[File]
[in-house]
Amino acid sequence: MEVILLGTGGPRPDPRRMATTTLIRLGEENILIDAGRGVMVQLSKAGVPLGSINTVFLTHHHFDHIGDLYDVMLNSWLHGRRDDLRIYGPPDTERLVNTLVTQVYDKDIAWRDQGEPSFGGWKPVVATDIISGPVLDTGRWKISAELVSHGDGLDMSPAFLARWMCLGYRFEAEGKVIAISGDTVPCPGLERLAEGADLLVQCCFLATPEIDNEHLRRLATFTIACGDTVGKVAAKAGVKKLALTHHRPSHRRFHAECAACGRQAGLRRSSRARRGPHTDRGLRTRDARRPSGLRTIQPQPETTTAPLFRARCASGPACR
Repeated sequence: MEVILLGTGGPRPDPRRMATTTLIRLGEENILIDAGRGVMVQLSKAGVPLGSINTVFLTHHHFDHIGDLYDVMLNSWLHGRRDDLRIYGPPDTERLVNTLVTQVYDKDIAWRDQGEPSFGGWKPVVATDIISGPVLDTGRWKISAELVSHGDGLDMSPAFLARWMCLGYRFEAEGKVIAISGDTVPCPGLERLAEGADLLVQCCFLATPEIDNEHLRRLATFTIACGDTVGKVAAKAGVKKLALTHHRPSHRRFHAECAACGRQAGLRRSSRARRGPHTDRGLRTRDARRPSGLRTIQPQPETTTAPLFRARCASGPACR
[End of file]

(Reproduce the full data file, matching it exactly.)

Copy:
[in-house]
Amino acid sequence: MEVILLGTGGPRPDPRRMATTTLIRLGEENILIDAGRGVMVQLSKAGVPLGSINTVFLTHHHFDHIGDLYDVMLNSWLHGRRDDLRIYGPPDTERLVNTLVTQVYDKDIAWRDQGEPSFGGWKPVVATDIISGPVLDTGRWKISAELVSHGDGLDMSPAFLARWMCLGYRFEAEGKVIAISGDTVPCPGLERLAEGADLLVQCCFLATPEIDNEHLRRLATFTIACGDTVGKVAAKAGVKKLALTHHRPSHRRFHAECAACGRQAGLRRSSRARRGPHTDRGLRTRDARRPSGLRTIQPQPETTTAPLFRARCASGPACR
Repeated sequence: MEVILLGTGGPRPDPRRMATTTLIRLGEENILIDAGRGVMVQLSKAGVPLGSINTVFLTHHHFDHIGDLYDVMLNSWLHGRRDDLRIYGPPDTERLVNTLVTQVYDKDIAWRDQGEPSFGGWKPVVATDIISGPVLDTGRWKISAELVSHGDGLDMSPAFLARWMCLGYRFEAEGKVIAISGDTVPCPGLERLAEGADLLVQCCFLATPEIDNEHLRRLATFTIACGDTVGKVAAKAGVKKLALTHHRPSHRRFHAECAACGRQAGLRRSSRARRGPHTDRGLRTRDARRPSGLRTIQPQPETTTAPLFRARCASGPACR